Maverick Citizen

Civil society watch 7-12 September

Civil society watch 7-12 September
CAPE TOWN, SOUTH AFRICA - Monday 30 March 2020: A child wearing a face mask that was donated by Mr Henri Ludski, a local printer, at a shopping centre in Makhaza, Khayelitsha, after the South African government declared a 21 day COVID-19 lockdown as part of the State of National Disaster declaration by President Cyril Ramaphosa. The Health Ministry has asked residents to observe the regulations, practise hygiene, stay at home and practise social distancing. (Photo by Roger Sedres/Gallo Images)

Although the lockdown is gradually being eased, and while South Africa is now on a downward trend (for the moment) when it comes to new Covid-19 infection and deaths, we are still feeling the drastic socio-economic consequences of increased hunger and gender-based violence. Judging by this week’s compilation of events, civil society, too, remains locked into webinars and online events to explore these issues. 

Last week was the first anniversary of the launch of Maverick Citizen. Together with sister news platforms like Spotlight, GroundUp and New Frame, we aim to bring you news and views about activism and social justice campaigning that the media often overlooks.

So, on Wednesday 9 September at 16:00, join Maverick Citizen’s Zukiswa Pikoli in conversation with Dale McKinley and Julie Reid on the launch of their new book Tell Our Story: Multiplying Voices in the News Media. The event will also feature a discussion with Nonhle Mbuthuma, a community activist and leader of the Amadiba Crisis Committee in the Eastern Cape, one of the communities whose story is told in the book.

The week ahead

The UNITE Global Summit kicks off on Monday 7 September with the theme, “Securing political leadership to end infectious diseases. The two-day conference brings together international experts in policy, global health and epidemic preparedness, including the World Health Organisation’s director general Tedros Ghebreyesus, UNAIDS’ executive director Winnie Byanyima, and director-general of the International Vaccine Institute Jerome Kim.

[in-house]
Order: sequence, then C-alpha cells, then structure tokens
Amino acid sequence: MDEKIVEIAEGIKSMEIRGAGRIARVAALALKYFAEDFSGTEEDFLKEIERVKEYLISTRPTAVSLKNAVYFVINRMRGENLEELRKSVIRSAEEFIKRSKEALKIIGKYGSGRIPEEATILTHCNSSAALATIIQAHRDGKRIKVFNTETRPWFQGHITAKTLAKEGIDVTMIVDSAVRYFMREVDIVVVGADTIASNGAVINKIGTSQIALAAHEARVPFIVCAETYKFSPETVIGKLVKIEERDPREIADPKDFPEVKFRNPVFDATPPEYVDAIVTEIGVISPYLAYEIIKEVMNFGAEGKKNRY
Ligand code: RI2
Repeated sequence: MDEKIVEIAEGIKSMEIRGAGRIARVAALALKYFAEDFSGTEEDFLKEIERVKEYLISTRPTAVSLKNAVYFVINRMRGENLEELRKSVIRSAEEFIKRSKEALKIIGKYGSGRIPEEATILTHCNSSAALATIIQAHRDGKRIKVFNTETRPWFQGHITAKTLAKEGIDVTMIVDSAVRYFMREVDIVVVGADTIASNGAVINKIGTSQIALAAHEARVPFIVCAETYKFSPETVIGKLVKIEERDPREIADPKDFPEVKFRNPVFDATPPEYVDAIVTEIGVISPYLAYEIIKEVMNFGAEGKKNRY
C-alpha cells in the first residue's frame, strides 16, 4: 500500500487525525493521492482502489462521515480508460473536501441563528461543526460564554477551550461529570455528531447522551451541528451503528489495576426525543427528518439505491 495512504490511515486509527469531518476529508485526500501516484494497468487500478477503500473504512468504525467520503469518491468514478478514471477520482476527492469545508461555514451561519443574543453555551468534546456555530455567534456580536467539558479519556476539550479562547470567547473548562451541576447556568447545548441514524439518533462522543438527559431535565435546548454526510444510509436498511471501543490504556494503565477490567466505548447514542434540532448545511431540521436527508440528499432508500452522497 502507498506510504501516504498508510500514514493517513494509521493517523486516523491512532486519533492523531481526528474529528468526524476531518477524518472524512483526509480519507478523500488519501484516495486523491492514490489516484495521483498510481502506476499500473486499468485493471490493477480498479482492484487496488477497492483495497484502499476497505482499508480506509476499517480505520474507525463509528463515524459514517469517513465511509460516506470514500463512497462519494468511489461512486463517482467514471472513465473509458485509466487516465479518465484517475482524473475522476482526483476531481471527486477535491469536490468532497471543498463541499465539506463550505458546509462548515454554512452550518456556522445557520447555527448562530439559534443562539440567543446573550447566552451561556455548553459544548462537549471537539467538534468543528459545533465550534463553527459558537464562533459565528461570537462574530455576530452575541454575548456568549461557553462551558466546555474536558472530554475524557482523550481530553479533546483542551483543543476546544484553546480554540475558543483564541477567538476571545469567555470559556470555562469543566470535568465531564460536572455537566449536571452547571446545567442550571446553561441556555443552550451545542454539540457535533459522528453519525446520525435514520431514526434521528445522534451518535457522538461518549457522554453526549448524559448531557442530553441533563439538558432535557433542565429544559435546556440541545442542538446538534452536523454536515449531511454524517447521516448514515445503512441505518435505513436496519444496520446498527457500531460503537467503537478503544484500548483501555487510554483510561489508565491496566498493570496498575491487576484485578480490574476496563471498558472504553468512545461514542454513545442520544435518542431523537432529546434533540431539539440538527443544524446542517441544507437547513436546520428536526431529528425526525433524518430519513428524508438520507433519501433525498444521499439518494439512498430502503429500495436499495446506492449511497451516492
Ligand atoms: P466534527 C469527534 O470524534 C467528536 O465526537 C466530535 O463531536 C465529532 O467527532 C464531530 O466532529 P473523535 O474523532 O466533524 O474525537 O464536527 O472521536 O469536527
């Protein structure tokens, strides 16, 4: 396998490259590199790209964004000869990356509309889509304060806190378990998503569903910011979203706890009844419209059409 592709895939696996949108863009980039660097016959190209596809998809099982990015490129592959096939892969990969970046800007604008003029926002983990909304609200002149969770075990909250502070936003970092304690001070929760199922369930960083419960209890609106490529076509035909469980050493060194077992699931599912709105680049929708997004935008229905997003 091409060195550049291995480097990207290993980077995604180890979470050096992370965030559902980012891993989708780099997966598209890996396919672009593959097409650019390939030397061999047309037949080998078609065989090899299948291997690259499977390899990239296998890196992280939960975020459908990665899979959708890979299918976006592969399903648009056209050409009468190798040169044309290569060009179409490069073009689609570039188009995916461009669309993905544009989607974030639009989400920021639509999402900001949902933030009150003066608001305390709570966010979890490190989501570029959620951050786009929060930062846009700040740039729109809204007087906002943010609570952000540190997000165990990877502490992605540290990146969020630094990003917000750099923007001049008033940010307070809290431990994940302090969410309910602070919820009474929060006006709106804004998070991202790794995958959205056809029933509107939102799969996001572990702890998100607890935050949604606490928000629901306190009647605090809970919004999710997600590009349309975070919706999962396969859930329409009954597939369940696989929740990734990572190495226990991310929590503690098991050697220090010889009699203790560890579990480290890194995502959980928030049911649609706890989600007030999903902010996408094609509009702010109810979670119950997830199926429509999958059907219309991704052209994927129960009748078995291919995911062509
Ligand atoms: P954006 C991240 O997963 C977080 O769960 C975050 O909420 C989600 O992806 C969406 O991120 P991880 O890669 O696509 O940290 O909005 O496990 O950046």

The summit aims to commit, inspire, and empower policy makers towards achieving the United Nations Sustainable Development Goals over the next decade, while building a roadmap of clear policy actions to eliminate the threat posed by communicable diseases. You can view the full programme and register here.

This week also sees the start of the annual Distributed Sovereign Debt Research and Management Conference (D-DebtCon 2020). This year, a group of leading academic and policy institutions, including the Geneva Graduate Institute and Queen Mary University (London). DebtCon brings together law and social science scholars, civil society representatives, and experts from the public and private sectors who work on sovereign debt, to help find creative solutions for urgent problems.

The 2020 conference series, which will take place from 7-18 September, is an urgent response to the ongoing global public health crisis that magnifies persistent sovereign debt problems and poses new crises of unprecedented scale and scope.

This week, the Centre for Human Rights (University of Pretoria) invites you to join the opening session of D-DebtCon 2020, titled Addressing the African debt conundrum. The keynote address will be given by South African Reserve Bank governor Lesetja Kganyago. 

Also, on Monday 7 September, the University of Cape Town (UCT) is hosting the final part of their “Unleashing the new global university” series. If you missed the previous three webinars, watch them here, or read about part one here, part two here and part three here. This week promises to be a culmination of all the discussions so far, challenging conventional thinking around whether the unprecedented global lockdown has, in fact, disrupted higher education for the better. Register here.

The African Programme on Rethinking Development Economics, an annual training programme that brings together academics, policymakers, and civil society representatives to investigate economic development options, is hosting two webinars this week covering the economic and social impact of the Covid-19 pandemic